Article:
I love fear. And by that what I mean is that I love the feeling of getting over my fears. I don’t actually like the feeling of being terrified. If I wore any kind of heart rate monitor during my classes, you would be able to see visually when I’m hyping myself up to prepare to contribute to the class, and then the actual contribution – because that’s when you see my heart rate go off the charts. I hate it, but I’m also fairly sure that I’m less anxious about it now than I was 3 years ago when I first started university. And I don’t know what kind of a sadistic person came up with this concept, but there’s a particular brand of terror that comes with knowing that 15% of your mark hinges on the fact that you have to muster up the courage to talk in almost every class, all the while knowing that everyone else is fighting for the chance to speak as well. But I digress.
I think it’s healthy to be afraid of things, even if they’re things that you really want to do. Actually – especially if they’re things you really want to do. If you’re not scared then maybe you’re not pushing yourself far enough.
There should be a bit of fear associated with a lot of the things that you do because that’s how you conquer your goals and move onto bigger goals. Perhaps it’s just because I use fear as my motivation. Being too scared to take that step means that you’re just stuck where you are with nowhere to go but backwards. At least if you say “screw it” and go for the thing, you’ll have propelled yourself forward. And maybe you also crash land, but you tried and now you know. Here, listen to Joey and Chandler explain a variation of this to Rachel on Friends.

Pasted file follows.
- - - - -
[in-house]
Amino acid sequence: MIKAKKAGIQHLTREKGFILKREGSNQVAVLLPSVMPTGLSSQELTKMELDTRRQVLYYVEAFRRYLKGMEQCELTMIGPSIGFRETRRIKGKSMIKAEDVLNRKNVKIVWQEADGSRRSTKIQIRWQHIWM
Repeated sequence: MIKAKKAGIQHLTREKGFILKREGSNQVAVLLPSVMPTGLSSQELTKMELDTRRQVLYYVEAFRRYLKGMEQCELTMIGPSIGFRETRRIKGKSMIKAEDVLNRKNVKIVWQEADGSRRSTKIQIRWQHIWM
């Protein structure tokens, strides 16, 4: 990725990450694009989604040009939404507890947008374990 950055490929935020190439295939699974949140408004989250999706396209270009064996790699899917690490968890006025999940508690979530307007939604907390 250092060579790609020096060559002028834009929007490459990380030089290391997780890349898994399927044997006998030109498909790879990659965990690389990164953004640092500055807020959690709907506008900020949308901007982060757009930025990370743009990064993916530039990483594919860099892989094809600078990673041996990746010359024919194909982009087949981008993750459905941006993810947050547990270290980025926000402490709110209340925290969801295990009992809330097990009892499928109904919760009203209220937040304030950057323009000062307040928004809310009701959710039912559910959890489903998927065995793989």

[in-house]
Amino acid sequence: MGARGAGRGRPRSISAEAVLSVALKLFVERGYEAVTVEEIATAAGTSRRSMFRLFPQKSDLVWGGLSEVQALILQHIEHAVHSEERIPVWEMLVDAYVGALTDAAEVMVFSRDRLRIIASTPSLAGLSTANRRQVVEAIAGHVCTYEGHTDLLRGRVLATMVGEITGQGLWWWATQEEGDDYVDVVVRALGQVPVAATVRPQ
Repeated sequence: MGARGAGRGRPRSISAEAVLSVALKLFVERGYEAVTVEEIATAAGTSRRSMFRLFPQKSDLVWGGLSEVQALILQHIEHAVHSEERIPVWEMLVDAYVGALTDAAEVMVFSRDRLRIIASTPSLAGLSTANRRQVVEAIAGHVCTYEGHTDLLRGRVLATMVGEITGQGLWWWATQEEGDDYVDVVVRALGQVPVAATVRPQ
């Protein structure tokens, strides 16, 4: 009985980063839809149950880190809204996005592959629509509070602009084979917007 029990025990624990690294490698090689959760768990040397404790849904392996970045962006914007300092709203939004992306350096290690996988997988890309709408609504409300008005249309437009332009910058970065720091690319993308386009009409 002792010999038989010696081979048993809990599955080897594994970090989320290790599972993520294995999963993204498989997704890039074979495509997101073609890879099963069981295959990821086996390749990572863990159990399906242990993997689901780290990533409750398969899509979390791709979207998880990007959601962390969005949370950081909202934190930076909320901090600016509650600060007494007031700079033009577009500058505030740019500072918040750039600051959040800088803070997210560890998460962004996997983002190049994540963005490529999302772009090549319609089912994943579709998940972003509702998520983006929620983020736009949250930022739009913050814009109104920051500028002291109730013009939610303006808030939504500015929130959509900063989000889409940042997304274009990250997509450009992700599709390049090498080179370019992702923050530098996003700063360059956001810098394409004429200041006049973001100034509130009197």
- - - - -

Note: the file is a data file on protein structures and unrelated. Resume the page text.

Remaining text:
Right now I’m just terrified at the prospect of having to find my next (and last) co-op placement. And hilariously, it’s all pressure that I put on myself. My parents have this unwavering faith that I’ll find something great and that I’ll love, but I chalk that up to parents being parents. Meanwhile, I’m running through nightmare scenarios where I don’t get the job I want, or a job I like, or god forbid – I don’t get a job at all. This is partially due to the fact that I had a really great experience for my last two terms and now I feel like I need to top that. I told myself this term that I would get a headstart and apply to external jobs, which meant a lot of gazing at aspirational companies and being hesitant about my qualifications (read: not enough).
Job hunts are also a fun form of terror where you feel like you’re putting a bit of your soul out there with each application. I kept closing out of positions where I felt like I had no shot because I have such little experience but that was probably the least useful thing I could do in my situation. So I applied for the jobs anyways. The worst they could do is tell me ‘no’ and I can close that door and move onto the next one. Like some weird mystery advent calendar. This metaphor ran away from me – I’m sorry.
What I’m trying to say is that we’re all scared and we’re all clueless so you might as well take the leap and embrace the fear.
I remember the context for this strip being something more urgent than the seemingly never-ending stress of finding a job but I used it because I extremely identify with that last panel.
2 thoughts on “on fear”
I enjoyed this post. You have every right to be afraid, as long as it’s productive, which you manage to do.
Thanks Dana! Fear is the best motivator!